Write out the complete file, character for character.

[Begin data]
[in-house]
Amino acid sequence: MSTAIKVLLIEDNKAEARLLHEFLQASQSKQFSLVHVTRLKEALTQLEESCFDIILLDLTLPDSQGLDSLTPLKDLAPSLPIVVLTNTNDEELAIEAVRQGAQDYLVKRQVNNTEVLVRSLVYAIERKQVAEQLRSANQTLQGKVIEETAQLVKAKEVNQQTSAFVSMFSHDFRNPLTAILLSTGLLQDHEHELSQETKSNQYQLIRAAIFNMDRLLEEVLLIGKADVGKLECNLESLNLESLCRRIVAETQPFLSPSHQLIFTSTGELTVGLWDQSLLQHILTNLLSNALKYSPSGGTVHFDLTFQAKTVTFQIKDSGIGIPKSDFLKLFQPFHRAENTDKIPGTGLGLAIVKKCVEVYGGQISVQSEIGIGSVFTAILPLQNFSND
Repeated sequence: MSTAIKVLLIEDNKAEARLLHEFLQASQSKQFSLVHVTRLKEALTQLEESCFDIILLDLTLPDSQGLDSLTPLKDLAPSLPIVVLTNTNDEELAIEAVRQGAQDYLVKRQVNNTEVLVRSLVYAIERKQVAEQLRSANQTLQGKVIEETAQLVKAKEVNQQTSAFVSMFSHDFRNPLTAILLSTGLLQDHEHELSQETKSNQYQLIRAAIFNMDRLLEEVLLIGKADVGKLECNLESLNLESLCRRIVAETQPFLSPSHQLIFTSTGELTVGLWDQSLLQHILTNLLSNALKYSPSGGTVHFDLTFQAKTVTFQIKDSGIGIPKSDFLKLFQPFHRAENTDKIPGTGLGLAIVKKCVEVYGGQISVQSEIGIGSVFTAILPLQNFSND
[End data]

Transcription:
[in-house]
Amino acid sequence: MSTAIKVLLIEDNKAEARLLHEFLQASQSKQFSLVHVTRLKEALTQLEESCFDIILLDLTLPDSQGLDSLTPLKDLAPSLPIVVLTNTNDEELAIEAVRQGAQDYLVKRQVNNTEVLVRSLVYAIERKQVAEQLRSANQTLQGKVIEETAQLVKAKEVNQQTSAFVSMFSHDFRNPLTAILLSTGLLQDHEHELSQETKSNQYQLIRAAIFNMDRLLEEVLLIGKADVGKLECNLESLNLESLCRRIVAETQPFLSPSHQLIFTSTGELTVGLWDQSLLQHILTNLLSNALKYSPSGGTVHFDLTFQAKTVTFQIKDSGIGIPKSDFLKLFQPFHRAENTDKIPGTGLGLAIVKKCVEVYGGQISVQSEIGIGSVFTAILPLQNFSND
Repeated sequence: MSTAIKVLLIEDNKAEARLLHEFLQASQSKQFSLVHVTRLKEALTQLEESCFDIILLDLTLPDSQGLDSLTPLKDLAPSLPIVVLTNTNDEELAIEAVRQGAQDYLVKRQVNNTEVLVRSLVYAIERKQVAEQLRSANQTLQGKVIEETAQLVKAKEVNQQTSAFVSMFSHDFRNPLTAILLSTGLLQDHEHELSQETKSNQYQLIRAAIFNMDRLLEEVLLIGKADVGKLECNLESLNLESLCRRIVAETQPFLSPSHQLIFTSTGELTVGLWDQSLLQHILTNLLSNALKYSPSGGTVHFDLTFQAKTVTFQIKDSGIGIPKSDFLKLFQPFHRAENTDKIPGTGLGLAIVKKCVEVYGGQISVQSEIGIGSVFTAILPLQNFSND